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Letters Nov. 27: Guess who pays for paid sick leave?; the fallout of Langford's expansion

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The B.C. government's mandate for five additional days of sick leave for employees will end up costing consumers as prices rise, a letter-writer suggests. GRAEME ROY, THE CANADIAN PRESS

Cost of sick leave will be felt by all

The government’s announcement that as of Jan. 1, all employees in B.C. will be entitled to five days of paid sick leave.

This benefit will cost my medium-sized business in excess of $100,000 annually. Unfortunately, experience has shown that most employees who have sick leave benefits will take the days off, even if not sick.

As businesses will not be able to absorb these extra costs, consumers will have to pay more for all goods and services.

I am not suggesting that paid sick leave is wrong, just that once again the cost of living will increase to families already struggling financially.

Tim Hackett
Brentwood Bay

Langford building up instead of out

Langford is running out of space to build out, so the cry is to build up. Is this a case of enough is enough?

My home on Latoria Road, our dream, has been invaded by trespassing and total disregard. On a daily basis our home withstands blasts strong enough to bring true fear to your heart.

Driveway and waterlines disturbed, with the homeowner left to redo ­every­thing as to ensure lines are properly placed, using up thousands of dollars out of our pocket.

So when Langford says let us build up, could it be because there is not much land to blast or trees to remove?

Our property is home to an amazing collection of birds that make their homes in our trees. So now we face our own need to move on and find a home free of ­blasting and disregard for our privacy.

The concept of building up just makes me shake my head. More people in a ­condensed space, more cars, more need for hospital care, police, infrastructure, physicians, and at what cost?

Lynn Duck
Langford

Salt Spring Island bridges make sense

Islands on the East Coast (scratch that, all over the world) are facing harsher weather conditions, yet have bridges connecting them to the mainland. Bridges linking the Saanich Peninsula to Cowichan via Salt Spring Island would be a perfect example of what should be done.

It would provide little to no delays compared to the ferries or the Malahat. It’s about time someone said this. We should push for this development.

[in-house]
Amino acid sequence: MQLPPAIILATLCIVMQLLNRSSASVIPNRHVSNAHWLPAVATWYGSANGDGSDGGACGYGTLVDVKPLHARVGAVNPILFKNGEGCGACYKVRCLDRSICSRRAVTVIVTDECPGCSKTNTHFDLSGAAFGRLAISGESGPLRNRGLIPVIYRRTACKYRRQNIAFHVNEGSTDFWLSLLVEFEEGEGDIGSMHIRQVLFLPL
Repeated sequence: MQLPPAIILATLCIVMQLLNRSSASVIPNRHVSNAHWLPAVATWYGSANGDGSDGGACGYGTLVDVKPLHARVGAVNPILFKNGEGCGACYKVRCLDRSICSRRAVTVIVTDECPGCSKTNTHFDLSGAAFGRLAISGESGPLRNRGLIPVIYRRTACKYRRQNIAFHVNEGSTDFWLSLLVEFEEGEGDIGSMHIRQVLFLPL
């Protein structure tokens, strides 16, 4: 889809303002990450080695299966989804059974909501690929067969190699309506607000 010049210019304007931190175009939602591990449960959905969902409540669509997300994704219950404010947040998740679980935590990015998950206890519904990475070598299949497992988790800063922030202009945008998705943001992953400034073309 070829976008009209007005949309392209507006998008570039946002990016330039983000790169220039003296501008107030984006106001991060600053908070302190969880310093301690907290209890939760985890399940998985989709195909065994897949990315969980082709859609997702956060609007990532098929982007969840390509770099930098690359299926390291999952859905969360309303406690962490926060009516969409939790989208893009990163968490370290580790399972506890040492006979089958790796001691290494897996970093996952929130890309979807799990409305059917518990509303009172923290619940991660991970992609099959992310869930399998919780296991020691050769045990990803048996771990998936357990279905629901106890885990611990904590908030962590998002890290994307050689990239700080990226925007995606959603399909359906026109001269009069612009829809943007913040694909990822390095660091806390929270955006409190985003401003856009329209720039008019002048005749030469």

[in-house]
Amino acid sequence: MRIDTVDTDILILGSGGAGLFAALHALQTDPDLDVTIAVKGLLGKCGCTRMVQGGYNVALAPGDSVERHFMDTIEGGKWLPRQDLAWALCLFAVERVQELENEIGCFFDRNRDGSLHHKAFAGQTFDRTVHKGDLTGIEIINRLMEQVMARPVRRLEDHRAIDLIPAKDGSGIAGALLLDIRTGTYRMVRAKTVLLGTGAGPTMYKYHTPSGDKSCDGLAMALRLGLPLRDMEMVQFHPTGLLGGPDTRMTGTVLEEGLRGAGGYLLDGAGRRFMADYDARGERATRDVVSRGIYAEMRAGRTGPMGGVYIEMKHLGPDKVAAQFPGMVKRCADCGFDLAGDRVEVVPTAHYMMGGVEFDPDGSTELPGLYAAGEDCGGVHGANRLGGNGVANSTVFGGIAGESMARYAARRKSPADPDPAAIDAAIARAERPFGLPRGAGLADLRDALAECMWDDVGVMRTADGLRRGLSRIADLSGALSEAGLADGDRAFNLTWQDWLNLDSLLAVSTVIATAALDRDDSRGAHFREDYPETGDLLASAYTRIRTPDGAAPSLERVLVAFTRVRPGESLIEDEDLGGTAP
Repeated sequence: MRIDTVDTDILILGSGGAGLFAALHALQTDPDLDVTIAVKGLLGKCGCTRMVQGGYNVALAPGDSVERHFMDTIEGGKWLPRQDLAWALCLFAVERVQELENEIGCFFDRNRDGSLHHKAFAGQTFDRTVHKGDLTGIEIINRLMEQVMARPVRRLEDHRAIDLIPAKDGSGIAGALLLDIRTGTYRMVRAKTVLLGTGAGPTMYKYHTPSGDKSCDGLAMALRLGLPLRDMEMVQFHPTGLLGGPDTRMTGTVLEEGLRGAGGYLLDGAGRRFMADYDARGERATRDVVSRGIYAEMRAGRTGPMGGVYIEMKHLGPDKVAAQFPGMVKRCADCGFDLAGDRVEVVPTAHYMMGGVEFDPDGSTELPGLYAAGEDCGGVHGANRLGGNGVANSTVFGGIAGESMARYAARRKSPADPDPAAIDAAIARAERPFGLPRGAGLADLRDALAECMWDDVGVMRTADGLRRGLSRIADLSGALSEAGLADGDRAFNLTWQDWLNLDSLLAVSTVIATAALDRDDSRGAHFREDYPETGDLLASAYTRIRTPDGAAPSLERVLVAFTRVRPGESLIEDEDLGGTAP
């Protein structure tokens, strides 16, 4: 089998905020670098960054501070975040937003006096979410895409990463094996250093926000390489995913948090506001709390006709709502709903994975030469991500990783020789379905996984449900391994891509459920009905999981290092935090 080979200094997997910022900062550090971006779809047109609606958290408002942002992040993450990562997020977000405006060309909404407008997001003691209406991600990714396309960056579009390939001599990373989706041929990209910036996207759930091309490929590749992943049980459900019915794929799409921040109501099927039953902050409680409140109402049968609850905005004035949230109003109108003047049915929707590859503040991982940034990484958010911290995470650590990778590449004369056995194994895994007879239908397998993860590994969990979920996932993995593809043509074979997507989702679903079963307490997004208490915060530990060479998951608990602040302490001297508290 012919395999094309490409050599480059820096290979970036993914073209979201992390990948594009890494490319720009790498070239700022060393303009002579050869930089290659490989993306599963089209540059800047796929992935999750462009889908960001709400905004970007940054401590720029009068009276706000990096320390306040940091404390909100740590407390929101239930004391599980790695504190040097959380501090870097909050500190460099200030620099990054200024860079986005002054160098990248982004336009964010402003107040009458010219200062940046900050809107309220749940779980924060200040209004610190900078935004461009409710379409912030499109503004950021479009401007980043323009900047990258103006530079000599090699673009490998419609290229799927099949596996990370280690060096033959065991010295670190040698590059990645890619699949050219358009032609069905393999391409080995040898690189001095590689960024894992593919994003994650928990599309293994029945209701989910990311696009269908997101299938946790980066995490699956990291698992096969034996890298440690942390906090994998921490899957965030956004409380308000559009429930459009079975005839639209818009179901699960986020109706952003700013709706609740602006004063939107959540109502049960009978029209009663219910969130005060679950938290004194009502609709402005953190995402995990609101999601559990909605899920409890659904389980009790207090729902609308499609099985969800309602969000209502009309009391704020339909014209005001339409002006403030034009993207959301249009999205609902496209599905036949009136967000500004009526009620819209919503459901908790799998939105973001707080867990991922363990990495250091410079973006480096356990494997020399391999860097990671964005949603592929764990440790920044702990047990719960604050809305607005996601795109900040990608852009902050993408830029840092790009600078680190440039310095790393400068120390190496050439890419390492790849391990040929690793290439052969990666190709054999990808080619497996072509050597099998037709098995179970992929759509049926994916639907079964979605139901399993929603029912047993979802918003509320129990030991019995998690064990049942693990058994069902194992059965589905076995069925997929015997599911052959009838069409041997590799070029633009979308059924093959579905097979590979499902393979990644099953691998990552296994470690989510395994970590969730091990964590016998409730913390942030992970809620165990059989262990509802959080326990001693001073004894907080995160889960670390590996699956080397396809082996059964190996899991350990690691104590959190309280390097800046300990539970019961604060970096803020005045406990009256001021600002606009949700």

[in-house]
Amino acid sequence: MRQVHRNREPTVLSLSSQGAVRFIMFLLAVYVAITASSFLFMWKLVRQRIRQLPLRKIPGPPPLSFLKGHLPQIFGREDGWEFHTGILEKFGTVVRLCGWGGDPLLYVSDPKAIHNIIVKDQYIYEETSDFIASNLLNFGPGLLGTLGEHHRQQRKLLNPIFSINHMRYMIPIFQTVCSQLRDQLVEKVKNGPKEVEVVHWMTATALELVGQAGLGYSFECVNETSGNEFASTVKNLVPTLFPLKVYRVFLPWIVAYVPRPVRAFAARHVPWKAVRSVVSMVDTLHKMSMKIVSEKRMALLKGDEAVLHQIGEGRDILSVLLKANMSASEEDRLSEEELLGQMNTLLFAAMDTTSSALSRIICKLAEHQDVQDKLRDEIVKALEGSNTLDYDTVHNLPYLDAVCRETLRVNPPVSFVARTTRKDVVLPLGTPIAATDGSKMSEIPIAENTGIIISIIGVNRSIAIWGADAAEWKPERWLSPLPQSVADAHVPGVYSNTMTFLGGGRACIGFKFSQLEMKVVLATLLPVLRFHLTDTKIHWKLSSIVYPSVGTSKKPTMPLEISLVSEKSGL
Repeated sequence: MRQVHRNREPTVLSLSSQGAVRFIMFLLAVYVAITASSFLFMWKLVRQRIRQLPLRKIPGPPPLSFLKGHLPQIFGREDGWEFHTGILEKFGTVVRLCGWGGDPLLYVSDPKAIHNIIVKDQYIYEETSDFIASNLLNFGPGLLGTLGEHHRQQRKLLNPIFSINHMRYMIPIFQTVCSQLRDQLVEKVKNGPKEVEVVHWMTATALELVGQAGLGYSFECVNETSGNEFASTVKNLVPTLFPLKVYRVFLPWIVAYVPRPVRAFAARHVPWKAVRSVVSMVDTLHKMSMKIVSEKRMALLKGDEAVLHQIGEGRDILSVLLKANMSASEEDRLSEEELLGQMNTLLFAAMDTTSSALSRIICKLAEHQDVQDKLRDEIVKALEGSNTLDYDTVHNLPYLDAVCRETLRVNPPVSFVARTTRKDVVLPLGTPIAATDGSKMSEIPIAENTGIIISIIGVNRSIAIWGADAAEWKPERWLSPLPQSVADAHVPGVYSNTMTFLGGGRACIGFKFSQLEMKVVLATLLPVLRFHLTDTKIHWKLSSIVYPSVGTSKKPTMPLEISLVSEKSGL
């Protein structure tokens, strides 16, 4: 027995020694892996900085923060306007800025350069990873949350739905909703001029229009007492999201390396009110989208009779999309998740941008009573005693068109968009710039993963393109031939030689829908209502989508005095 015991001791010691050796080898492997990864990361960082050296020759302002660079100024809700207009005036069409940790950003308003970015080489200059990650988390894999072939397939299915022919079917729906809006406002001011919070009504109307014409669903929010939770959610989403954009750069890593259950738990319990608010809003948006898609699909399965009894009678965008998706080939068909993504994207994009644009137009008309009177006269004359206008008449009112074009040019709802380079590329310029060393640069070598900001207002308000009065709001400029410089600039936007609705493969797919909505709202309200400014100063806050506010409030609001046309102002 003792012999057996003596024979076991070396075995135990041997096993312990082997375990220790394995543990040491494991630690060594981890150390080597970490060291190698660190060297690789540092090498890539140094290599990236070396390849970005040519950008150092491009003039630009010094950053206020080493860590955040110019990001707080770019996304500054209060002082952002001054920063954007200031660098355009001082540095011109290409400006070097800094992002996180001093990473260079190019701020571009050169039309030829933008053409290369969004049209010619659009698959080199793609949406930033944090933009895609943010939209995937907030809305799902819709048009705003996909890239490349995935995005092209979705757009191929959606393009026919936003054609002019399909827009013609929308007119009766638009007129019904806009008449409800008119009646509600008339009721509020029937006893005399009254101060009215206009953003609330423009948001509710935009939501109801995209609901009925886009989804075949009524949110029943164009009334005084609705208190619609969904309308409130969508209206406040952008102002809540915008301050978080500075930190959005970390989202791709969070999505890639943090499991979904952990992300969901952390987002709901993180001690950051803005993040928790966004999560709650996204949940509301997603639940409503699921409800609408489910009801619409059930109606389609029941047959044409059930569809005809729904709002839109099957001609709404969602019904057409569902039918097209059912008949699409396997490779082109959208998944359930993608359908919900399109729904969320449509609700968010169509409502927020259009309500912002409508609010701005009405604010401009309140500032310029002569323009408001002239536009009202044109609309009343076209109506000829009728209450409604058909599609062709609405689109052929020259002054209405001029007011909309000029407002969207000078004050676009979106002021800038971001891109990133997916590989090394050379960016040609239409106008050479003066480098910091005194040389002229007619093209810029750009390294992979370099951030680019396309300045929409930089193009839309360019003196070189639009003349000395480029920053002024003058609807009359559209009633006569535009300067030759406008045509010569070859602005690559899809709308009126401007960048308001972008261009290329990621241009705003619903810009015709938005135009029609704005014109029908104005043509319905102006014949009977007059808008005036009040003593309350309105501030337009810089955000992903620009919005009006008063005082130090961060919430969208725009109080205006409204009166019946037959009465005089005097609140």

I’m tired of seeing taxpayer money being wasted on ridiculous bypass ideas. We need bridges.

Sarah Lovan
North Saanich

There’s half a tank for emergencies

At first glance, gas restrictions of 30 litres per fill don’t make sense. ­People will drive around with at least half a tank, fill the top half as needed and fill up twice as often.

On the other hand, should there be a major gas shortage and only emergency vehicles were allowed to fill up, most ­people would still have at least half a tank for their own emergencies.

Erik DeWiel
Ladysmith

Victoria’s climate change and bicycle lanes

Victoria council and city staff have been very emphatic about the need to build bicycle lanes to help combat climate change.

Sounds great, but they chopped down mature trees on Fort Street to build them, they caused people using cars to find alternate longer routes that disrupt ­formerly quiet family-oriented back streets and burn even more gas, and, most worrying, every conversion to AAA bike-first roads in Victoria has involved massive amounts of concrete pouring.

Don’t they know how much the use of concrete adds to climate change?

Vancouver and Richardson streets gleam with brand new shiny white concrete plazas. And whoever on city staff had the really bright idea to add even more concrete to Richardson by building the speed bumps has simply shifted many bike riders to Rockland.

The giant concrete plaza on ­Richardson near Durbin has now become skateboard heaven. (At least they made some people happy!)

Did anyone on staff bother to run the numbers on how much these conversions have added to climate change?

Well done, Victoria council and staff. Great planning and analysis.

Jill Rogers
Victoria

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